The Blerd Complex

There has been a revival of the blerd complaint circling the internet sphere for the past week or so. The idea that black boy nerds are being left behind by the black community, and thus end up dating white women has been mapped onto Childish Gambino, whose popularity and blackness is apparently being contested because of “This is America.” Black girl nerds have made it clear that niggas are pulling the same shit, and at much higher functional levels of abandonment. What I’m most interested in though, isn’t the kind of automatic misnomers against monolithic blackness or the deconstructive gallops being taken to link someone’s art to who they’re sleeping with. I’m mostly worried about the idea that this is primarily wrapped up around dating, i.e. person X likes person Y and gets turned down because because person X is too much of a nerd and the threshold for cool, as we all know, is high as shit in the black community.

I’m glad that now, I see more little black kids frolicking around with their Yugioh cards and handheld games and what have you, but I can’t help but be terrified for them, to include my own son. That’s because being a nerd was not about being unable to get a date when I was a kid, that shit was quite plainly about torture.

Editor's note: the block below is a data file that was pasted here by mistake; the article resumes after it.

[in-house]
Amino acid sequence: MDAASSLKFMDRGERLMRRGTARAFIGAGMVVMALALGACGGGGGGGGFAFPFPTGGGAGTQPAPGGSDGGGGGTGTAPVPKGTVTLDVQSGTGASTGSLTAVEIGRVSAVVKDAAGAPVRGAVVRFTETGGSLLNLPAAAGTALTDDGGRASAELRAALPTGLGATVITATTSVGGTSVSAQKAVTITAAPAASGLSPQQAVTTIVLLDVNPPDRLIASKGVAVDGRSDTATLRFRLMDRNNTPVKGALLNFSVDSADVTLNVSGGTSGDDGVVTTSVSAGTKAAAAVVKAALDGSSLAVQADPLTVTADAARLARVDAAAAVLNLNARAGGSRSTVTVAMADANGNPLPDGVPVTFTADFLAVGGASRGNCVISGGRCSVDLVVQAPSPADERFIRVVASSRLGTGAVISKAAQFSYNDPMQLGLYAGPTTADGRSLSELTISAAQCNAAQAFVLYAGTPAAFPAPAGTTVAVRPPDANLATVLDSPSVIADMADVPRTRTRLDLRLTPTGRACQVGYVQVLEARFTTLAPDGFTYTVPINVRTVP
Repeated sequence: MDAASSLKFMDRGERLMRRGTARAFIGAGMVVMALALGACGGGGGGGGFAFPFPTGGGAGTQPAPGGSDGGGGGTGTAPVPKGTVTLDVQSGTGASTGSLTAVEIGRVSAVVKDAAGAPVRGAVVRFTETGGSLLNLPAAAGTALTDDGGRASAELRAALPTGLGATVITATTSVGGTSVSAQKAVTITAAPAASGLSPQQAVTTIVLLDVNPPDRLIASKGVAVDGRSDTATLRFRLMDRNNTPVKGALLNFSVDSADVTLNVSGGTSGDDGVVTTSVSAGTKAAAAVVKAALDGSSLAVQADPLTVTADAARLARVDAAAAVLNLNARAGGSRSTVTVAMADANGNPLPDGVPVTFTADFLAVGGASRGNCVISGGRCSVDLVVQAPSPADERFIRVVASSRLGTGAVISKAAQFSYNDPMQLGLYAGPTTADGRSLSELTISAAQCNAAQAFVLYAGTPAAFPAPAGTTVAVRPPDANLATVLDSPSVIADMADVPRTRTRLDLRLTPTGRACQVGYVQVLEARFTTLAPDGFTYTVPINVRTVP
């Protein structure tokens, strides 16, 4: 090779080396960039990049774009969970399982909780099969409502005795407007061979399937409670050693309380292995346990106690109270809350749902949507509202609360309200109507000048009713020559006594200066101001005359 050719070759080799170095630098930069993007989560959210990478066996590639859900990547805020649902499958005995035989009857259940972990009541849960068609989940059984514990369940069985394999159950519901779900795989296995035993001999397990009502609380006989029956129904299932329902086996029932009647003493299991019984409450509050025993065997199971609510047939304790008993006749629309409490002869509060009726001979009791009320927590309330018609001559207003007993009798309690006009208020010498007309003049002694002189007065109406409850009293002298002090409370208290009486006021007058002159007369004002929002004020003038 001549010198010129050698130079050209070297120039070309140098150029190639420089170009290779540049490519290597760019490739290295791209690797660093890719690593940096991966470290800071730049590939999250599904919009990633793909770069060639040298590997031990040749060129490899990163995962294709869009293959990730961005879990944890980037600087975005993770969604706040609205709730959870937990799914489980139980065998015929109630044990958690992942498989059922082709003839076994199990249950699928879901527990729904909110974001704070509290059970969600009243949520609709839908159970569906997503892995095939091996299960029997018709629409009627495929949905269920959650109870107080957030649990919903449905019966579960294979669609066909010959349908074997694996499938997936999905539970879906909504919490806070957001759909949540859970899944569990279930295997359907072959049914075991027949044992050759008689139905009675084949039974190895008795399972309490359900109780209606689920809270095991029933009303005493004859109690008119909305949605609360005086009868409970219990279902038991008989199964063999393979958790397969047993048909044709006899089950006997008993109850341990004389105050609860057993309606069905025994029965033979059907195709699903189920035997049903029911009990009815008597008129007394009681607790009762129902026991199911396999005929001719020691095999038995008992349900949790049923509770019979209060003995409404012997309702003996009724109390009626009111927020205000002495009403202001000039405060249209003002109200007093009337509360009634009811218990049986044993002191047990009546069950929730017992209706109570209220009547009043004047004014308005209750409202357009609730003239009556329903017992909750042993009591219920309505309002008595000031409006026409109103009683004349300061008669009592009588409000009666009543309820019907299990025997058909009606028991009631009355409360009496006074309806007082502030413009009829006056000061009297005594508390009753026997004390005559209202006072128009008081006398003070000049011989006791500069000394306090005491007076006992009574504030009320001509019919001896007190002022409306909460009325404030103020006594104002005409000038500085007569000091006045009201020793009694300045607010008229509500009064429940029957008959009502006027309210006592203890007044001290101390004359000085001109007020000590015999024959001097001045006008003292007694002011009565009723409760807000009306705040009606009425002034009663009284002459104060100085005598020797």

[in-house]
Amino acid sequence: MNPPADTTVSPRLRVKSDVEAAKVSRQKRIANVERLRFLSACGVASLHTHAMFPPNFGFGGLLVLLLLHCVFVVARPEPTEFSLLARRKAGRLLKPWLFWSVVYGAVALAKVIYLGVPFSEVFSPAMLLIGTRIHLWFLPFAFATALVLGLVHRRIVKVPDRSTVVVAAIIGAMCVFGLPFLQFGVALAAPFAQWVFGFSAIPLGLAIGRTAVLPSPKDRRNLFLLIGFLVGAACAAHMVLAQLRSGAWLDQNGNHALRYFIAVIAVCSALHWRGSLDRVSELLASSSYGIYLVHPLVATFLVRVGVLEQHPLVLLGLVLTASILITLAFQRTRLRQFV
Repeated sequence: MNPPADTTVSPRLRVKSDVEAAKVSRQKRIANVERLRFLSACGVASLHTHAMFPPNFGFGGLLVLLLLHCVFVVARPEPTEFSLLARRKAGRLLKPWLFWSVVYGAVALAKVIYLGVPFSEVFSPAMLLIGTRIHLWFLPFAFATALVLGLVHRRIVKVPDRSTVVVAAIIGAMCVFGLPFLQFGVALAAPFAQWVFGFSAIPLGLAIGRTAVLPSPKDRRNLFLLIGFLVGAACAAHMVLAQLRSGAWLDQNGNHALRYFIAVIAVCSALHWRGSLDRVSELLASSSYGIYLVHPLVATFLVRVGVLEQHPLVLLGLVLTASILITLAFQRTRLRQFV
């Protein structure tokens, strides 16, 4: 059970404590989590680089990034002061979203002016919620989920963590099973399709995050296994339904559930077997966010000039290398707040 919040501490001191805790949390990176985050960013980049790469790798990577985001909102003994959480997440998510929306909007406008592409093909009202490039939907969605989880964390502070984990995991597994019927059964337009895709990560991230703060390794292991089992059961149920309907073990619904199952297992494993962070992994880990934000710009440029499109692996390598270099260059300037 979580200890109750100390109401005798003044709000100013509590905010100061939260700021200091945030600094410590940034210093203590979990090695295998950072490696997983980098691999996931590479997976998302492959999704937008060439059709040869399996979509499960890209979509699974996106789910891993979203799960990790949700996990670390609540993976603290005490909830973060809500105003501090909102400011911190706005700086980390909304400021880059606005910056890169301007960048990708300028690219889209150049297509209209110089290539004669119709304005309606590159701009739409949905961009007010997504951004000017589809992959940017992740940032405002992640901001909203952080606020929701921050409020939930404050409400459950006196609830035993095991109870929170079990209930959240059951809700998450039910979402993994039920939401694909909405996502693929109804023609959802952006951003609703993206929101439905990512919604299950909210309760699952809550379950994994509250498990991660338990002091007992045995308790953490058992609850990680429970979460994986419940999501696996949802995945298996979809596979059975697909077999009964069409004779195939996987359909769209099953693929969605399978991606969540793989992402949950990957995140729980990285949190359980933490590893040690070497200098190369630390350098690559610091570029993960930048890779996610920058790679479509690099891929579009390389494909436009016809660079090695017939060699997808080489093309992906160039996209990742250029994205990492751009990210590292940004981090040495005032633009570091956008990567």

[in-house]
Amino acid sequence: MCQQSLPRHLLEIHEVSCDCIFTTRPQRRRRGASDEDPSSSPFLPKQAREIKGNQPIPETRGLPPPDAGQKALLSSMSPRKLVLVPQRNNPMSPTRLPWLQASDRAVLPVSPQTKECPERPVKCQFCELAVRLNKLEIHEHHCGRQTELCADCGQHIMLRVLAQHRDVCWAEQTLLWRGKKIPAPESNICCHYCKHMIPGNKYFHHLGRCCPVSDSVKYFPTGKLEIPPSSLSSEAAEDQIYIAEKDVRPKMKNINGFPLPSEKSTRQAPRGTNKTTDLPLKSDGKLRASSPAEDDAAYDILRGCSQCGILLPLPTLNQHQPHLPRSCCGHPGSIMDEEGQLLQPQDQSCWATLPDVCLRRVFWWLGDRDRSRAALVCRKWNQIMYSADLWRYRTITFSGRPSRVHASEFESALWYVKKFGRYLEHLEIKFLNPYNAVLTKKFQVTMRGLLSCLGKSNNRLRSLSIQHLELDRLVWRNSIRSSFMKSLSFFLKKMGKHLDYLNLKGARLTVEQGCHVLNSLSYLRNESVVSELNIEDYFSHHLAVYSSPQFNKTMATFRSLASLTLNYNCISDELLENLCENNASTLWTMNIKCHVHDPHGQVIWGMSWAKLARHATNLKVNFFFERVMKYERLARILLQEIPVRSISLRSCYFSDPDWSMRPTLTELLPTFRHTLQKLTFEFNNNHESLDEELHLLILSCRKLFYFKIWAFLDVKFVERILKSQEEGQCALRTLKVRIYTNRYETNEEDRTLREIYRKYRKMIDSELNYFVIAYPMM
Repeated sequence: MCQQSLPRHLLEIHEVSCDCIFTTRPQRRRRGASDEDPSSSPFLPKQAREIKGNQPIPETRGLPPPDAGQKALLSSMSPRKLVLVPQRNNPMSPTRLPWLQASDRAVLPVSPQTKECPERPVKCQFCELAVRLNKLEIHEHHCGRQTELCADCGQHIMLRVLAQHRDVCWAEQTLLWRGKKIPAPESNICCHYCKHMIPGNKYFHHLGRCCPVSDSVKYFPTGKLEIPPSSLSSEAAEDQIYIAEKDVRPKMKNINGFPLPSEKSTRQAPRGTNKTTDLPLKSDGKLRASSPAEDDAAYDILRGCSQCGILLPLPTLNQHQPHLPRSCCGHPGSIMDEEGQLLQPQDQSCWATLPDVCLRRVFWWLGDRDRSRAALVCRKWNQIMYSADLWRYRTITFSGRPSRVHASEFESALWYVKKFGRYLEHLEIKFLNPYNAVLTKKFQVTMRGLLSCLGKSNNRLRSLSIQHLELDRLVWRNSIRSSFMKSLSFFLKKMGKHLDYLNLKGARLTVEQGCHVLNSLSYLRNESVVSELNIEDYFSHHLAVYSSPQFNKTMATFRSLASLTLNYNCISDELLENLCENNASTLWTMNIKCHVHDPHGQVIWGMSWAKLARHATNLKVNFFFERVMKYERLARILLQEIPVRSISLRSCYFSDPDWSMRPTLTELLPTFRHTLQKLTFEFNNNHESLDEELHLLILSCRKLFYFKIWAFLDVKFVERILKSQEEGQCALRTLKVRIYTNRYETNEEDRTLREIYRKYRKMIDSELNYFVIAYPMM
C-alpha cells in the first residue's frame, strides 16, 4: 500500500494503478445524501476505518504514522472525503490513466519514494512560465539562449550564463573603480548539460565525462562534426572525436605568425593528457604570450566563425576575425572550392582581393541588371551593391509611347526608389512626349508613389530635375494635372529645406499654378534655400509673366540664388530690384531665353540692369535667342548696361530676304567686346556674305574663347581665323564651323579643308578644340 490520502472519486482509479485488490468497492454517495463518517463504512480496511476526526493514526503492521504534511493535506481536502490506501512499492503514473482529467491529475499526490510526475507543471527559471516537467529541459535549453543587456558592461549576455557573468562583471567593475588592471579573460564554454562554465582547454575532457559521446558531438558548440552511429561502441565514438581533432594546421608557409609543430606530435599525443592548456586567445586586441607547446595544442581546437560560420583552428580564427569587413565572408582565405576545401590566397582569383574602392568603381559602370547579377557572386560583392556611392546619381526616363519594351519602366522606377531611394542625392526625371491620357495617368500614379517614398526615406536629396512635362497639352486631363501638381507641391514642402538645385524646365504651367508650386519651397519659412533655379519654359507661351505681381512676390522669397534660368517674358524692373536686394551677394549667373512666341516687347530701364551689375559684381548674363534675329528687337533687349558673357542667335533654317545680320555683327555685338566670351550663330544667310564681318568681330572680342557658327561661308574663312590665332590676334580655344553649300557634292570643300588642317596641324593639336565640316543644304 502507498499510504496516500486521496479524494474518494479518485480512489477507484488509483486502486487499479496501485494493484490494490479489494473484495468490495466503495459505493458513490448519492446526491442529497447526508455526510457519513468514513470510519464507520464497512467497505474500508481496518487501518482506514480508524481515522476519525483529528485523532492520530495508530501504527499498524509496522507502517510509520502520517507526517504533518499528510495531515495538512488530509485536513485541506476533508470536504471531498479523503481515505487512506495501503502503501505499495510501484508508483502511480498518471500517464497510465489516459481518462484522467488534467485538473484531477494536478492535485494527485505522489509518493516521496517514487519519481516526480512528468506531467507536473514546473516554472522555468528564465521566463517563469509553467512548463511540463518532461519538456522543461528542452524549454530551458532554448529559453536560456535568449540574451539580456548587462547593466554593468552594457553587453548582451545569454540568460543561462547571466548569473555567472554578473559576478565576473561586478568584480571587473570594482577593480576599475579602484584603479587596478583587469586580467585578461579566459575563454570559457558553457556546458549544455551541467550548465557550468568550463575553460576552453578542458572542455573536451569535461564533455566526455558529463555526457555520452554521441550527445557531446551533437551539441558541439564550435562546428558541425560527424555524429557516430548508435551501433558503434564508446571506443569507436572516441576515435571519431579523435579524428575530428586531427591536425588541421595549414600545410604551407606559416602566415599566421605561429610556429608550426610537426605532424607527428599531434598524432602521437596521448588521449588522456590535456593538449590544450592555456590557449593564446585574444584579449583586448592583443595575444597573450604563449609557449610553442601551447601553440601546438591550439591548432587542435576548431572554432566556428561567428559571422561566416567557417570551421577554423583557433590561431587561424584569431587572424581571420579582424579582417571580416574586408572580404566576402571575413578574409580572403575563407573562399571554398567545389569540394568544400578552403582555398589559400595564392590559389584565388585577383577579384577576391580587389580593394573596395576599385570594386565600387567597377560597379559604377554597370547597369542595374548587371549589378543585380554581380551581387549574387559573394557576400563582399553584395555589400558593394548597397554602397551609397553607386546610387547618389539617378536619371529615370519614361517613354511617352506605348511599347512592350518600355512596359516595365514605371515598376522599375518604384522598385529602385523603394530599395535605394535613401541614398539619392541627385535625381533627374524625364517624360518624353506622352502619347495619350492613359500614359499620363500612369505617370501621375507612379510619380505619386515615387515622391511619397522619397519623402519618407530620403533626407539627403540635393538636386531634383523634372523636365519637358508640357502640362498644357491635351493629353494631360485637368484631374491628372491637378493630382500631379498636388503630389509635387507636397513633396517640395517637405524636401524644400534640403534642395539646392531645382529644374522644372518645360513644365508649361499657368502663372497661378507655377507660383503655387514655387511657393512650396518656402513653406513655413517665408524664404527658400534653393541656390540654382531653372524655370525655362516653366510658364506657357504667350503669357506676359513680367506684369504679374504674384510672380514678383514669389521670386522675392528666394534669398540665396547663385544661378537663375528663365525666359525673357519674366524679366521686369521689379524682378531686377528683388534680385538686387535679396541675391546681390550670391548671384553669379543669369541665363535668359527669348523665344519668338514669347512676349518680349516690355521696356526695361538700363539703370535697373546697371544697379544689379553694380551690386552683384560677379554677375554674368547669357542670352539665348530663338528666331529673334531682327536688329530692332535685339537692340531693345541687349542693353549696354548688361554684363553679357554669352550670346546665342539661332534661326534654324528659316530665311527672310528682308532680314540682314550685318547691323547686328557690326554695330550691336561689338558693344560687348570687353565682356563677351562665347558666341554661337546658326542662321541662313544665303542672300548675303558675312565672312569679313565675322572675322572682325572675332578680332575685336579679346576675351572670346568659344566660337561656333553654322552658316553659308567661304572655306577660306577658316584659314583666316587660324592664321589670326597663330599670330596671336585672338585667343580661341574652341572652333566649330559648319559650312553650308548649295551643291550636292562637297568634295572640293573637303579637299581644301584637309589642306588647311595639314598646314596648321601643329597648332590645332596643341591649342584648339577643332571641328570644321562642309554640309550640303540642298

In middle school I was sitting at a table in the library during lunch playing Pokemon cards, because the lunch room wasn’t very safe. All the nerds knew the lunch room wasn’t very safe. Despite this, I should have sat even further away from the door from which you enter the lunch room because in the midst of a game, a group of three girls walked in just past the door, where this girl named T– hog spit in my face and called me a “skinny little faggot.” Then they all giggled and ran out of the door and down the stairs. I responded the way I always did. I froze, keeping completely still and pretended nothing had happened while everyone stared at me, waiting for it to be over. It never was of course, so eventually I would cry, before getting up and just leaving school. It was the same in elementary school, and the same for most of high school.

This happened all the time. Neither slurs or subject matter was limited: Anime, Yoyos, video games, you name it, it could get you snatched, smacked and ridiculed by black peers. Sometimes it was a boy who did it (they preferred slaps to the back of the head, and replaced “skinny” with “nerdy,” and so I do think there is an interesting way these adjectives/performances can be unpacked based on gender and its relationship to the body). And it wasn’t even always me who got assaulted. There were fewer nerdy girls–mostly because nerdom is mad rapey, toxic and masculine onto itself, which is definitely a whole other post–but they got trashed too, though often in more sly, emotionally abusive ways. Some of the most vile moments in my life were watching someone else get spit on, slapped, kicked, punched, or their tray tossed and being happy about it. Happy that it wasn’t me that day, at that time.

This did lead me to become very aggressive by the time I was in high school, sometimes to the point where it increased the risk to my own life. I’ll never forget Clarence pulling me back while I was threatening to murder some nigga over absolutely nothing; I can’t even remember what he said or did, though he would have probably killed me.